Back
Alchimia 2019 Master & Bachelor.
Munich Jewellery Week 2019 skyscraper.
H&D_2019_Banner_Skyscraper.

In this time I think we need to laud the amazing ability we have to access and communicate with our fellow jewellers. Tim Peel interviewed by Klimt02.

Interview  /  Artists   Interviews
Published: 11.02.2019
Tim Peel Tim Peel
Author:
Tim Peel
Edited by:
Klimt02
Edited at:
Barcelona
Edited on:
2019
Tim Peel. Brooch: The Old Harbour, 2017. Silver, gold, australian sapphires, rust.. 3.5 x 1 x 7.5 cm. Photo by: Tim Peel. From series: Precious Memories. Tim Peel
Brooch: The Old Harbour, 2017
Silver, gold, australian sapphires, rust.
3.5 x 1 x 7.5 cm
Photo by: Tim Peel
From series: Precious Memories
© By the author. Read Klimt02.net Copyright.

Intro
Jewellery is ever present in my work practice however occasionally small sculptural works are created using my jewellery skills.
Do you think that jewellery is being standardized? What is there of local and universal in your artistic work?
No I don’t think jewellery is being standardised broadly speaking, however in a very accessible digital world its difficult to remain entirely unique/local. I learned a very long time ago that there is nothing new in jewellery design after ten thousand years of human endeavour, just different technologies and interpretations. In this time I think we need to laud the amazing ability we have to access and communicate with our fellow jewellers now and make the most of the opportunities, for example my being able to join Klimt02 from the other side of the world. 

What do you expect when exposing your work to the public (for example with an exhibition)?
I primarily aim to engage in meaningful conversations with an audience but also for that audience to continue the conversations and debates beyond the exhibition etc. I also hope to engage with new audiences.

Are other areas besides the jewellery, present in your work?
Jewellery is ever present in my work practice however occasionally small sculptural works are created using my jewellery skills.

The last work, book, film, city that has moved me was…
Definitely The Descent of Man by Grayson Perry. Perry's writing has an uncanny ability to shine a light into the murky world of white male privilege, exposing the soft underbelly of some of the worlds biggest problems in one small book, now to get on with fixing things. It will inspire and inform my work for years to come.

A place, space, country whose creativity surprises me…
I have had the privilege to travel through parts of Western Europe and I must say that the creative culture I found was wonderful. However that same cultural vibrancy is burgeoning in Melbourne, Australia too, and that is very pleasantly surprising.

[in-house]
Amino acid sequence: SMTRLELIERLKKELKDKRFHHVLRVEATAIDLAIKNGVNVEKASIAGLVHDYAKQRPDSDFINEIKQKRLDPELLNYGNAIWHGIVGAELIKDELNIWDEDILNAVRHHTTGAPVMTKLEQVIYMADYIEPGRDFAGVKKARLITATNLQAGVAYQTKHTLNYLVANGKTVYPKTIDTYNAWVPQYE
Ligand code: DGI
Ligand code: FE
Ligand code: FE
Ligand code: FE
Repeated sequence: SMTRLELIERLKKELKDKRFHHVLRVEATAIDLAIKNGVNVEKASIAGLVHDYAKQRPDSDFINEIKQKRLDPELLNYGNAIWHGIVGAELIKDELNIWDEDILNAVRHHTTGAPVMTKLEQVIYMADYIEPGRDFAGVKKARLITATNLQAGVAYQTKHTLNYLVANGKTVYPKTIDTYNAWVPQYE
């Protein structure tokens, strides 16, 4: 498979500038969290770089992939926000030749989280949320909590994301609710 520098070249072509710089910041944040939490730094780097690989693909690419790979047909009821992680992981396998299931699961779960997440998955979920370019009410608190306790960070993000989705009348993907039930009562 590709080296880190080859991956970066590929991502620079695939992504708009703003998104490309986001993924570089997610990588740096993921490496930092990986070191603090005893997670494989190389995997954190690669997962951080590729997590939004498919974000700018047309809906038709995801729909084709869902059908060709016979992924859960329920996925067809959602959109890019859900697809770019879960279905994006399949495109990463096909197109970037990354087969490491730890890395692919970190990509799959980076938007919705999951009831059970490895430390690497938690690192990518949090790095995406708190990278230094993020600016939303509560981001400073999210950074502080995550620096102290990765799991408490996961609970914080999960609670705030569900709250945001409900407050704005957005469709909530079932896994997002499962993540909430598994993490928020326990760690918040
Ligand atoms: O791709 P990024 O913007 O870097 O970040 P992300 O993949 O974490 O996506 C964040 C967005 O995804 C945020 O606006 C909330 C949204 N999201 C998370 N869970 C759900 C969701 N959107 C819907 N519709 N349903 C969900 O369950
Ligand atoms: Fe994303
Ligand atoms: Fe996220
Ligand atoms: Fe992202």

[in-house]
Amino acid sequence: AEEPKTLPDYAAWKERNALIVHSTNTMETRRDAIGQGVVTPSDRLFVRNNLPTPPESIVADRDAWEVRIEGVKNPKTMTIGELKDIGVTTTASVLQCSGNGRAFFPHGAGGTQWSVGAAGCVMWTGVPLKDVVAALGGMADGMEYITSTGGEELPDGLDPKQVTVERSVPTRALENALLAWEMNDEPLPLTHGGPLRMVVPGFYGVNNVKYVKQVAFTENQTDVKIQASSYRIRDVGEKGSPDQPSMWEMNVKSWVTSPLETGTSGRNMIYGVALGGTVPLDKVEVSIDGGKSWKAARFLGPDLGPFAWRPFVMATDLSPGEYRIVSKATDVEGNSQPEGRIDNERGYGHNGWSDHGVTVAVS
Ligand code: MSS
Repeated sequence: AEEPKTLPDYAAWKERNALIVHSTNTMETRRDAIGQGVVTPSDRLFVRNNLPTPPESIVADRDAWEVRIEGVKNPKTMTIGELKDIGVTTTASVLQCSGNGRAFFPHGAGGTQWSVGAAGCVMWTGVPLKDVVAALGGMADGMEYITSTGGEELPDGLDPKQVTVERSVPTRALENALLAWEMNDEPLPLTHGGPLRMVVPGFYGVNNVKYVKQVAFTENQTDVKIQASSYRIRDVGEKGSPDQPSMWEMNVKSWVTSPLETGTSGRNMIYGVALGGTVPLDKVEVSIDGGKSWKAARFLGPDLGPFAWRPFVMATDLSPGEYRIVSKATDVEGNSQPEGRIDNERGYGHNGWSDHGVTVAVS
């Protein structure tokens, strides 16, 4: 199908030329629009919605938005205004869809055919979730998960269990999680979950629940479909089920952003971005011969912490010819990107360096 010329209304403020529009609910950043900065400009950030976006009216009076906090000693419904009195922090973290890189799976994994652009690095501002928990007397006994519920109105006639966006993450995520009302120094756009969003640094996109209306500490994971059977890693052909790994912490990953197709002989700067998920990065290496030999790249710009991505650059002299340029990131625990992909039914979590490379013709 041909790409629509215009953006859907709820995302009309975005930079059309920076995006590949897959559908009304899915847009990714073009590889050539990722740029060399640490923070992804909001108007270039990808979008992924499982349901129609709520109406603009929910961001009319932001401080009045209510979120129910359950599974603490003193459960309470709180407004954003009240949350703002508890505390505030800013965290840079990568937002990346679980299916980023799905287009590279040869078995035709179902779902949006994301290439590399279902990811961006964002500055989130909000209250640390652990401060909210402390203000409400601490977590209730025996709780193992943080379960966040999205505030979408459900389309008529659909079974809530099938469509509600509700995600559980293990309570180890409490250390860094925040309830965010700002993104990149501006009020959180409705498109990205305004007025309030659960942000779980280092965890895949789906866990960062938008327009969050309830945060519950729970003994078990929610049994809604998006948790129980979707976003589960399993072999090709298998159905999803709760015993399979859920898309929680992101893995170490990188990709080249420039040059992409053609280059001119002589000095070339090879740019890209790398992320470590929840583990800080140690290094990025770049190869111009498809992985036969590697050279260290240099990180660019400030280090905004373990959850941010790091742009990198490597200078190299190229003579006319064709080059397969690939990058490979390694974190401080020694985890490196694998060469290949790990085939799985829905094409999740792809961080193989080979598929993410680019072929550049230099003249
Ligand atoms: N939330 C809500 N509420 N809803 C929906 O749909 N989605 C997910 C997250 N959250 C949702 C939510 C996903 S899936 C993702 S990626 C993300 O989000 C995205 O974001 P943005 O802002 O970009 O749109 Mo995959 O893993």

Is there any designer, jeweller, artist, you appreciate a lot?
This has too be one of the hardest questions to answer, there are so very many. Over the course of my career so far I have drawn inspiration and guidance from many people such as:
 
•  Susan Cohn, who’s work in the 80’s inspired my college years.
•  Georg Dobler’s use of nature castings and large semi precious gemstones.
•  Elleanor Moti’s response to materials was both a revelation and a mirror of what I was doing myself at the time (only much better).
•  Kevin Coates, his ability to model the figurative and still tell such an eloquent tale.
•  Painters as diverse as Albert Tucker, Pablo Picasso, Henri Matisse and Mark Rothko.
•  Perhaps most importantly my Opa who learned traditional Latvian silversmithing in the aftermath of World War II and took the time to teach me.
 
What piece or work has given you the most satisfaction?
 
Usually, the last one I made.
 
Do you read Jewellery Magazines? What is your source to get information?
Yes I do, I’ve been a subscriber to Metalsmith Magazine for some years, but to be honest I avidly collect anything published on jewellery when I find it. No matter how accessible the digital world makes things I still prefer print if I can get it. 
 
Do you discuss your work with other jewellery artists or any other person?
I certainly do, especially a very dear friend and collaborator, Ali Griffin. Ali is a conceptual artist so she often will take our discussions in different and unexpected directions. I find this process of analysing ideas and exploring them through the eyes of another inspiring.
 
What is your first thought when you hear the word Future? What do you expect for? 
Dynamic, inspirational and exciting. I can’t wait!!
 
Tim Peel. Brooch: Untitled, 2018. Silver, tourmaline, driftwood.. 2.8 x 3.3 x 11.5 cm. Photo by: Tim Peel. From series: Wounded Nature. Tim Peel
Brooch: Untitled, 2018
Silver, tourmaline, driftwood.
2.8 x 3.3 x 11.5 cm
Photo by: Tim Peel
From series: Wounded Nature
© By the author. Read Klimt02.net Copyright.
Appreciate APPRECIATE